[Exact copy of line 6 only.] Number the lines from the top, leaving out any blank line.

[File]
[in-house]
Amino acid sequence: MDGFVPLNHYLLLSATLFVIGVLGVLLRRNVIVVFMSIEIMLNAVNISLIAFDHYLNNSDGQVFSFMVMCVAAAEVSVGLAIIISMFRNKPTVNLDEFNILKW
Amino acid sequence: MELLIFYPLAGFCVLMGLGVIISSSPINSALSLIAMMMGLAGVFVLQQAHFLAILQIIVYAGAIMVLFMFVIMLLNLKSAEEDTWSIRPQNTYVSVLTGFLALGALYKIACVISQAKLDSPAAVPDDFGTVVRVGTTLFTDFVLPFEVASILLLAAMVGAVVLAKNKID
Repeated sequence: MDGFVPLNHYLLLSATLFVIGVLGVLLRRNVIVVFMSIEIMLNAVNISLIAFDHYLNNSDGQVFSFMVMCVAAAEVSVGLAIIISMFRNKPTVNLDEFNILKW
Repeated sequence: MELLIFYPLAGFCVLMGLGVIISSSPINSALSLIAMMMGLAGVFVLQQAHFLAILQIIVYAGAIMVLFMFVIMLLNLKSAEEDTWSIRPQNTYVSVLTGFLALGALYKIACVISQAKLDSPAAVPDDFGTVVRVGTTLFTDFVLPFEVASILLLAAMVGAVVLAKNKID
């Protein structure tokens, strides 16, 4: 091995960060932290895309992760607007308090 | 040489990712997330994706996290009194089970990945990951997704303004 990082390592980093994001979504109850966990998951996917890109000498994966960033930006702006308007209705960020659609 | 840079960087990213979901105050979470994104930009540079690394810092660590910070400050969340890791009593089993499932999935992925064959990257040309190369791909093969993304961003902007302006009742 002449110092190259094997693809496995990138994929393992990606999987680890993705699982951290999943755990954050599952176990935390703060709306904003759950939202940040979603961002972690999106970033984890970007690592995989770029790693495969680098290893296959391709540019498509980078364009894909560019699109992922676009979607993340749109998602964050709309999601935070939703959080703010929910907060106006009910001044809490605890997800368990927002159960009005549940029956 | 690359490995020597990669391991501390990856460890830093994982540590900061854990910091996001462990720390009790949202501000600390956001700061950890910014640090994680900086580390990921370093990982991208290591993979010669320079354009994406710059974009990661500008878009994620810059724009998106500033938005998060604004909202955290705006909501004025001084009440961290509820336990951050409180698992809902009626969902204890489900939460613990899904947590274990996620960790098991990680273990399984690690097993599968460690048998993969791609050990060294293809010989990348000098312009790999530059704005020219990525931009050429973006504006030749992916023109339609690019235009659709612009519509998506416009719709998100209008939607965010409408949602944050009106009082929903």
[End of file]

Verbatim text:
């Protein structure tokens, strides 16, 4: 091995960060932290895309992760607007308090 | 040489990712997330994706996290009194089970990945990951997704303004 990082390592980093994001979504109850966990998951996917890109000498994966960033930006702006308007209705960020659609 | 840079960087990213979901105050979470994104930009540079690394810092660590910070400050969340890791009593089993499932999935992925064959990257040309190369791909093969993304961003902007302006009742 002449110092190259094997693809496995990138994929393992990606999987680890993705699982951290999943755990954050599952176990935390703060709306904003759950939202940040979603961002972690999106970033984890970007690592995989770029790693495969680098290893296959391709540019498509980078364009894909560019699109992922676009979607993340749109998602964050709309999601935070939703959080703010929910907060106006009910001044809490605890997800368990927002159960009005549940029956 | 690359490995020597990669391991501390990856460890830093994982540590900061854990910091996001462990720390009790949202501000600390956001700061950890910014640090994680900086580390990921370093990982991208290591993979010669320079354009994406710059974009990661500008878009994620810059724009998106500033938005998060604004909202955290705006909501004025001084009440961290509820336990951050409180698992809902009626969902204890489900939460613990899904947590274990996620960790098991990680273990399984690690097993599968460690048998993969791609050990060294293809010989990348000098312009790999530059704005020219990525931009050429973006504006030749992916023109339609690019235009659709612009519509998506416009719709998100209008939607965010409408949602944050009106009082929903």